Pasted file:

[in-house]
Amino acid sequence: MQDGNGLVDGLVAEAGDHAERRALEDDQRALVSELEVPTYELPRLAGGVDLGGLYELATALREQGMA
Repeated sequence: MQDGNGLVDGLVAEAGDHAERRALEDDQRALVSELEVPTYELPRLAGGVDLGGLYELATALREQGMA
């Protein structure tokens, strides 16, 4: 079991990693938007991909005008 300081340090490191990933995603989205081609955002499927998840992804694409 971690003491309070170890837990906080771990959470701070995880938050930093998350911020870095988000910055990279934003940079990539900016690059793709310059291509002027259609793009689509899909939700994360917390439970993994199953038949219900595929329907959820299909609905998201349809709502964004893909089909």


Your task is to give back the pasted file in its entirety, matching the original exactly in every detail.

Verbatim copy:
[in-house]
Amino acid sequence: MQDGNGLVDGLVAEAGDHAERRALEDDQRALVSELEVPTYELPRLAGGVDLGGLYELATALREQGMA
Repeated sequence: MQDGNGLVDGLVAEAGDHAERRALEDDQRALVSELEVPTYELPRLAGGVDLGGLYELATALREQGMA
């Protein structure tokens, strides 16, 4: 079991990693938007991909005008 300081340090490191990933995603989205081609955002499927998840992804694409 971690003491309070170890837990906080771990959470701070995880938050930093998350911020870095988000910055990279934003940079990539900016690059793709310059291509002027259609793009689509899909939700994360917390439970993994199953038949219900595929329907959820299909609905998201349809709502964004893909089909």